Your orthopaedic doctor will first perform a physical examination to discuss the symptoms you are experiencing. You will be asked some questions regarding your knee pain, the severity and what causes the pain to worsen. The doctor may also gently press on the front of your knees and get you to squat or jump to test your knee strength. You may be required to walk back and forth so that the doctor can examine the way you walk. This physical examination aids your doctor in diagnosing a runner’s knee and helps rule out other problems. 

Following the physical examination, your orthopaedic doctor may order further imaging tests like x-rays to rule out any damage to the bones and MRI scans for clear images of the ligaments, tendons and muscles. These imaging tests help your doctor to form an accurate diagnosis.

How is runner’s knee treated?

There are both non-surgical and surgical treatments for runner’s knee, both of which aim to relieve pain and help patients restore their range of motion and strength. 

Non-surgical treatments

Your doctor may recommend activity changes that will help you to manage the symptoms of runner’s knee and prescribe you anti-inflammatory medications to ease pain and reduce swelling. 

Sometimes, physical therapy may be needed to help you improve your range of motion, strength and endurance. This is especially important as your quadriceps act as the main stabiliser for your kneecap. 

You can also wear orthotics which are shoe inserts that can aid in aligning and stabilising your foot and ankle, taking the pressure off your knee.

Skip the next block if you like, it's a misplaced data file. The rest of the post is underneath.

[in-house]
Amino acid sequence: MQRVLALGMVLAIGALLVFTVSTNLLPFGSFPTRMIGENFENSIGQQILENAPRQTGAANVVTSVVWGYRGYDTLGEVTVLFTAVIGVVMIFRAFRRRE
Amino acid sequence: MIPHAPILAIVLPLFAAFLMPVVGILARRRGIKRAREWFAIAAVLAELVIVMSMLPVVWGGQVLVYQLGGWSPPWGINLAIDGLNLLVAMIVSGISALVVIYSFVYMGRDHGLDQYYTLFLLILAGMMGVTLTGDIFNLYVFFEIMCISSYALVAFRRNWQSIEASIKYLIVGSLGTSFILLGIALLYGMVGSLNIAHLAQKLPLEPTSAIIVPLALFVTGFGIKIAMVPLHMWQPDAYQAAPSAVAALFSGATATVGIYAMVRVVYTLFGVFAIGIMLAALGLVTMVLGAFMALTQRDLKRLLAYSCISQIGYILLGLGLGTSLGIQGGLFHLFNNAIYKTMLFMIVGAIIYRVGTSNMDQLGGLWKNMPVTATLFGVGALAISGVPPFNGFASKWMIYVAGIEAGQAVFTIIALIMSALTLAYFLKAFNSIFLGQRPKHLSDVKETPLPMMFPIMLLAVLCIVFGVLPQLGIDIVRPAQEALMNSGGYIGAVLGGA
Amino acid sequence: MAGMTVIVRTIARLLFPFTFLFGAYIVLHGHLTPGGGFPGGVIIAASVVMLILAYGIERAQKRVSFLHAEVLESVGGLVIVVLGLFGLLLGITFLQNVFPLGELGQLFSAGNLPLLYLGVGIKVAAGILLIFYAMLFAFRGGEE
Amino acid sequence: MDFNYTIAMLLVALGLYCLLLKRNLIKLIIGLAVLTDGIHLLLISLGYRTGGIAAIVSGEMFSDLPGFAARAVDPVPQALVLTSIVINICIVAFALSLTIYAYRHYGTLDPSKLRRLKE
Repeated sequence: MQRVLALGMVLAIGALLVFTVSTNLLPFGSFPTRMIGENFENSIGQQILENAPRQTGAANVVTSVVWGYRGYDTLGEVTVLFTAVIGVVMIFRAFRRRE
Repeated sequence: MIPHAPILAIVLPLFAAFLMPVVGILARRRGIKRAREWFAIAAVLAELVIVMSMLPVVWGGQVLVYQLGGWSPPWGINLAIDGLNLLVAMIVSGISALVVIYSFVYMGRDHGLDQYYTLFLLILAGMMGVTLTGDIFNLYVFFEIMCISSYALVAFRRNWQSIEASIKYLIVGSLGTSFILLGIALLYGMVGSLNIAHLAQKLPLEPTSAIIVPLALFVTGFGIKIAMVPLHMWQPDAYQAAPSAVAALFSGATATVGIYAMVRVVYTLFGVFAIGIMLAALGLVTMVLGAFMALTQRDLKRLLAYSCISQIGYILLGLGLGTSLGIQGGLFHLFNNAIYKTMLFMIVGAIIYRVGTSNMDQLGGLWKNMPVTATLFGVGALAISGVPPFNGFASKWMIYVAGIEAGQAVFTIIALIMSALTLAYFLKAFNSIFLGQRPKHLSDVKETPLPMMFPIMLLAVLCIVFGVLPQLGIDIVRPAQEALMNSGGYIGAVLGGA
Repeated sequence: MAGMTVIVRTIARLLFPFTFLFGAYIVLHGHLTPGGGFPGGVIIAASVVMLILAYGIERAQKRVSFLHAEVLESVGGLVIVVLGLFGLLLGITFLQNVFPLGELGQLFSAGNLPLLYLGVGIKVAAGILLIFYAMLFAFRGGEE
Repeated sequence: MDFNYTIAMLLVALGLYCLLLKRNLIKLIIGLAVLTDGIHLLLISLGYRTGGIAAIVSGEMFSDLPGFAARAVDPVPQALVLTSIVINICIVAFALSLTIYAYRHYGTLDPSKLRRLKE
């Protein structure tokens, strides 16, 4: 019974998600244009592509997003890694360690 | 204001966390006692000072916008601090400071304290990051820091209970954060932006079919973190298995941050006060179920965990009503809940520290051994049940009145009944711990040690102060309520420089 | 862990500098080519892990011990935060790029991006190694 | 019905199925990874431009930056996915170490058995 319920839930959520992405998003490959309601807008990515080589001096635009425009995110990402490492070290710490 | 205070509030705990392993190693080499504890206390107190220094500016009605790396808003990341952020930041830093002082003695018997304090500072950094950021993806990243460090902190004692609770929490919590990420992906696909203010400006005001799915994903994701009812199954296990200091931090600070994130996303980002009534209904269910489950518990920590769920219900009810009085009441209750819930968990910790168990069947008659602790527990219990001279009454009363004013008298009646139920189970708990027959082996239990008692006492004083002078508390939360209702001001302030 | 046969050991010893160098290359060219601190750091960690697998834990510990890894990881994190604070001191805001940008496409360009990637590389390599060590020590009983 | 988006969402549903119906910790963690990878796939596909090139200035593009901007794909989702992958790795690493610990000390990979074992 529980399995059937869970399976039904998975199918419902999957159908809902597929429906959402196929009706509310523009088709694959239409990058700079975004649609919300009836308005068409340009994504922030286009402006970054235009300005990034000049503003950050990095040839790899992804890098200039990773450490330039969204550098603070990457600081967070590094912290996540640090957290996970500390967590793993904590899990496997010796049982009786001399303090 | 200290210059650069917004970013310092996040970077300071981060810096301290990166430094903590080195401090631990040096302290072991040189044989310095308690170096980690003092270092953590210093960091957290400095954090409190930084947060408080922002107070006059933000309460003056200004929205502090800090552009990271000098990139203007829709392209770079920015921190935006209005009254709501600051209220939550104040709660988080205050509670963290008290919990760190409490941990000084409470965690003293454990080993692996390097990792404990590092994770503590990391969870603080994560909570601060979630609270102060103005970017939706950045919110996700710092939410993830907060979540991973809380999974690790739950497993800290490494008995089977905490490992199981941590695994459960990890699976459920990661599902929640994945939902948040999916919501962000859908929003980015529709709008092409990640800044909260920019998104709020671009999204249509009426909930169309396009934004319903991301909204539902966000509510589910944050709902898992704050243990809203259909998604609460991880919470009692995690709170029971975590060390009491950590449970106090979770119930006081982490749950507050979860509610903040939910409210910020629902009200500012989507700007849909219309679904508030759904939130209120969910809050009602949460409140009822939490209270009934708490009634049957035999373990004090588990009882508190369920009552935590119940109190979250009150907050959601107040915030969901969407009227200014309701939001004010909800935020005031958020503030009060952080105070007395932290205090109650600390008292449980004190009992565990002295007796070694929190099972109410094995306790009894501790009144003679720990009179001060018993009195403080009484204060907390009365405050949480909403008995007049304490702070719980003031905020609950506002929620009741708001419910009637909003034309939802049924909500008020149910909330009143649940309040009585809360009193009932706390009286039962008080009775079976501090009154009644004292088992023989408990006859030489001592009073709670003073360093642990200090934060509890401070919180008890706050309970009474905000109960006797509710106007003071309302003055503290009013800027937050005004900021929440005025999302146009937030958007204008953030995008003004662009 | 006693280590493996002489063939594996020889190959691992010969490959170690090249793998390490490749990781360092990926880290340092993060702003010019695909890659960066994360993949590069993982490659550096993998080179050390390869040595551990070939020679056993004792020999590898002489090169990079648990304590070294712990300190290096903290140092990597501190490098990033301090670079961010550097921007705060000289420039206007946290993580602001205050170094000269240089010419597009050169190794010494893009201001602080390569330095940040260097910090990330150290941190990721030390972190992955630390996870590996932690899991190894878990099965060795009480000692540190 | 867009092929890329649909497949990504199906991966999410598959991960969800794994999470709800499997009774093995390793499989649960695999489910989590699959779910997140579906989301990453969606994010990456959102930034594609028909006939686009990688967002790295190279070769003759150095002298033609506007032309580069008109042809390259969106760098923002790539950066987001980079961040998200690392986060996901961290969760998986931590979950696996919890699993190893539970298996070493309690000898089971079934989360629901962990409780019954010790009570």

Surgical treatments

If conservative treatments prove to be ineffective, surgical treatments may be needed to treat runner’s knee so that you can get back to enjoying life. 

Arthroscopy is a common procedure where the surgeon inserts a mini camera into your knee joint through small incisions to remove damaged articular cartilage from the surface of the kneecap. A lateral release procedure may also be performed to correct a patellar malalignment. 

Tibial tubercle transfer may be performed in some cases, such as when there is a need to realign the kneecap by moving the patellar tendon with a portion of the tibial tubercle. This surgical procedure is more invasive, as it requires the traditional open incision. The surgeon will partially or totally detach the tibial tubercle to move the bone and tendon toward the inner side of the knee, then reattach the bone to the tibia using screws. 

Consult an orthopaedic doctor to find out which treatment method is most appropriate for you and your condition. 

Can runner’s knee be prevented?

Most cases of runner’s knee can be improved with physical therapy and it is important to make adjustments to your activity level to prevent it from recurring. Some ways to prevent runner’s knee include maintaining appropriate conditioning of the muscles around the knee, especially the quadriceps and hamstring. Take note to wear the right shoes, warm up thoroughly before exercising, increase training intensity gradually and maintain a healthy weight too.